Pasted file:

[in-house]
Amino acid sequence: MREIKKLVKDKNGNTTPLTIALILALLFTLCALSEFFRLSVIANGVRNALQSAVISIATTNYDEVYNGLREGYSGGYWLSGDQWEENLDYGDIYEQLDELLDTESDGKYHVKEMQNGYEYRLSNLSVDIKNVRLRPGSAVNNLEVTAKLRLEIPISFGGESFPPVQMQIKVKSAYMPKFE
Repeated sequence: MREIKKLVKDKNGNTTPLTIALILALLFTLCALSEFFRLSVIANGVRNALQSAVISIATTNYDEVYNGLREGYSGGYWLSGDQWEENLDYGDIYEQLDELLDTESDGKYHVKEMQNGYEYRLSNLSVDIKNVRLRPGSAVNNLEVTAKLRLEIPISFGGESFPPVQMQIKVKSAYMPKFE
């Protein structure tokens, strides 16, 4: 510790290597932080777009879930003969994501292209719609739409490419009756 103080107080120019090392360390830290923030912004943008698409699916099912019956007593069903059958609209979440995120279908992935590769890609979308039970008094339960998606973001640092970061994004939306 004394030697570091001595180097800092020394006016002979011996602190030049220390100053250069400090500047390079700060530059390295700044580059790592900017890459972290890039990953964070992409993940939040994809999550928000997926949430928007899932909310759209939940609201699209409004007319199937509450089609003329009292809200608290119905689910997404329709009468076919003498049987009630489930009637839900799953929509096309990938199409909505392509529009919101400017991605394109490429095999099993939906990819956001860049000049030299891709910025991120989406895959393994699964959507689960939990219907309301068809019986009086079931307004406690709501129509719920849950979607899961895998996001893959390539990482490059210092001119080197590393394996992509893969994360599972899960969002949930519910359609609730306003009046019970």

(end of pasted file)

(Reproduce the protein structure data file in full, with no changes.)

[in-house]
Amino acid sequence: MREIKKLVKDKNGNTTPLTIALILALLFTLCALSEFFRLSVIANGVRNALQSAVISIATTNYDEVYNGLREGYSGGYWLSGDQWEENLDYGDIYEQLDELLDTESDGKYHVKEMQNGYEYRLSNLSVDIKNVRLRPGSAVNNLEVTAKLRLEIPISFGGESFPPVQMQIKVKSAYMPKFE
Repeated sequence: MREIKKLVKDKNGNTTPLTIALILALLFTLCALSEFFRLSVIANGVRNALQSAVISIATTNYDEVYNGLREGYSGGYWLSGDQWEENLDYGDIYEQLDELLDTESDGKYHVKEMQNGYEYRLSNLSVDIKNVRLRPGSAVNNLEVTAKLRLEIPISFGGESFPPVQMQIKVKSAYMPKFE
């Protein structure tokens, strides 16, 4: 510790290597932080777009879930003969994501292209719609739409490419009756 103080107080120019090392360390830290923030912004943008698409699916099912019956007593069903059958609209979440995120279908992935590769890609979308039970008094339960998606973001640092970061994004939306 004394030697570091001595180097800092020394006016002979011996602190030049220390100053250069400090500047390079700060530059390295700044580059790592900017890459972290890039990953964070992409993940939040994809999550928000997926949430928007899932909310759209939940609201699209409004007319199937509450089609003329009292809200608290119905689910997404329709009468076919003498049987009630489930009637839900799953929509096309990938199409909505392509529009919101400017991605394109490429095999099993939906990819956001860049000049030299891709910025991120989406895959393994699964959507689960939990219907309301068809019986009086079931307004406690709501129509719920849950979607899961895998996001893959390539990482490059210092001119080197590393394996992509893969994360599972899960969002949930519910359609609730306003009046019970």